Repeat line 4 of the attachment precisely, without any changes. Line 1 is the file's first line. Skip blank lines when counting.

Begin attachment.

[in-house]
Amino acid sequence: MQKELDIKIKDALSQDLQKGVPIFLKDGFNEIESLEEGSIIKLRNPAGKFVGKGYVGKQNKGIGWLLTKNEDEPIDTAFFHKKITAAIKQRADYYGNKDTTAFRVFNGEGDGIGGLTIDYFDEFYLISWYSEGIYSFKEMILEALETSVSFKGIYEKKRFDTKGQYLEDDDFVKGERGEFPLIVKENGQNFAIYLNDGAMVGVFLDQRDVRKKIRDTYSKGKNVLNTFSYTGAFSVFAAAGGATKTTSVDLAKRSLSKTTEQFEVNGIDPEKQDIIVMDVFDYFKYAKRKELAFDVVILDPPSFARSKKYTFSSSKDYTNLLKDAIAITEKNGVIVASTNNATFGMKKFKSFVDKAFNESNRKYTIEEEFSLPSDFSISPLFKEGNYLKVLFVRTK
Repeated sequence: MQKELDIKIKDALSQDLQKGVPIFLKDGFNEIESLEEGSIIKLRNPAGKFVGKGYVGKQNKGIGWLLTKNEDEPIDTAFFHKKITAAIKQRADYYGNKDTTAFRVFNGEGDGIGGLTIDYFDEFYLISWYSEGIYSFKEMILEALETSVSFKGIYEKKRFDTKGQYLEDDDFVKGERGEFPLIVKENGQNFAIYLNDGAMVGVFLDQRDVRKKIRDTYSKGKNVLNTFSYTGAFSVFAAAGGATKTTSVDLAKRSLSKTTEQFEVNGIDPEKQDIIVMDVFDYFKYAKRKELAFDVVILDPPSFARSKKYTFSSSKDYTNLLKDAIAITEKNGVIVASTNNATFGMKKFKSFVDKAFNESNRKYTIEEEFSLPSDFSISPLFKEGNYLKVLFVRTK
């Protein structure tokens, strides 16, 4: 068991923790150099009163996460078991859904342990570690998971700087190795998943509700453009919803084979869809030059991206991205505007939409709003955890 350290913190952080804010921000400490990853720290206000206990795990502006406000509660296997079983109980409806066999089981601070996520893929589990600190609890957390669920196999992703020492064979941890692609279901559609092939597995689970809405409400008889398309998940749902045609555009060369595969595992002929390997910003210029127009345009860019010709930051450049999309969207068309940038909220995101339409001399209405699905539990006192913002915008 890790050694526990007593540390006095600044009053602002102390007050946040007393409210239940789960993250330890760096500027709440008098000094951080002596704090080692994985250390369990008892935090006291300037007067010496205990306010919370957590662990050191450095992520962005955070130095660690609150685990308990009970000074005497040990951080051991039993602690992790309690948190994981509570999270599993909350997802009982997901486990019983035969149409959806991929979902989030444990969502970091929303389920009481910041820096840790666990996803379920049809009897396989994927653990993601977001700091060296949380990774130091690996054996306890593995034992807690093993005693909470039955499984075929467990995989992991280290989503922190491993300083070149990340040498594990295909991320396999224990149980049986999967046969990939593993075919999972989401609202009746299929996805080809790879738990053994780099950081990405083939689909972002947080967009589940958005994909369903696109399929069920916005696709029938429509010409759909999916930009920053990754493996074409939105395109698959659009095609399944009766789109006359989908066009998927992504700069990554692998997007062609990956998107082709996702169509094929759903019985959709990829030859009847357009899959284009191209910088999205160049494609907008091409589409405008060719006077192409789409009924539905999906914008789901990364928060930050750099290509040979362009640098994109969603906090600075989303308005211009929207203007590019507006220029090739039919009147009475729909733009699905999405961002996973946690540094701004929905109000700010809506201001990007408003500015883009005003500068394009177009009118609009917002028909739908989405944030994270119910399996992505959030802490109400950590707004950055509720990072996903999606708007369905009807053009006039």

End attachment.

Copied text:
């Protein structure tokens, strides 16, 4: 068991923790150099009163996460078991859904342990570690998971700087190795998943509700453009919803084979869809030059991206991205505007939409709003955890 350290913190952080804010921000400490990853720290206000206990795990502006406000509660296997079983109980409806066999089981601070996520893929589990600190609890957390669920196999992703020492064979941890692609279901559609092939597995689970809405409400008889398309998940749902045609555009060369595969595992002929390997910003210029127009345009860019010709930051450049999309969207068309940038909220995101339409001399209405699905539990006192913002915008 890790050694526990007593540390006095600044009053602002102390007050946040007393409210239940789960993250330890760096500027709440008098000094951080002596704090080692994985250390369990008892935090006291300037007067010496205990306010919370957590662990050191450095992520962005955070130095660690609150685990308990009970000074005497040990951080051991039993602690992790309690948190994981509570999270599993909350997802009982997901486990019983035969149409959806991929979902989030444990969502970091929303389920009481910041820096840790666990996803379920049809009897396989994927653990993601977001700091060296949380990774130091690996054996306890593995034992807690093993005693909470039955499984075929467990995989992991280290989503922190491993300083070149990340040498594990295909991320396999224990149980049986999967046969990939593993075919999972989401609202009746299929996805080809790879738990053994780099950081990405083939689909972002947080967009589940958005994909369903696109399929069920916005696709029938429509010409759909999916930009920053990754493996074409939105395109698959659009095609399944009766789109006359989908066009998927992504700069990554692998997007062609990956998107082709996702169509094929759903019985959709990829030859009847357009899959284009191209910088999205160049494609907008091409589409405008060719006077192409789409009924539905999906914008789901990364928060930050750099290509040979362009640098994109969603906090600075989303308005211009929207203007590019507006220029090739039919009147009475729909733009699905999405961002996973946690540094701004929905109000700010809506201001990007408003500015883009005003500068394009177009009118609009917002028909739908989405944030994270119910399996992505959030802490109400950590707004950055509720990072996903999606708007369905009807053009006039």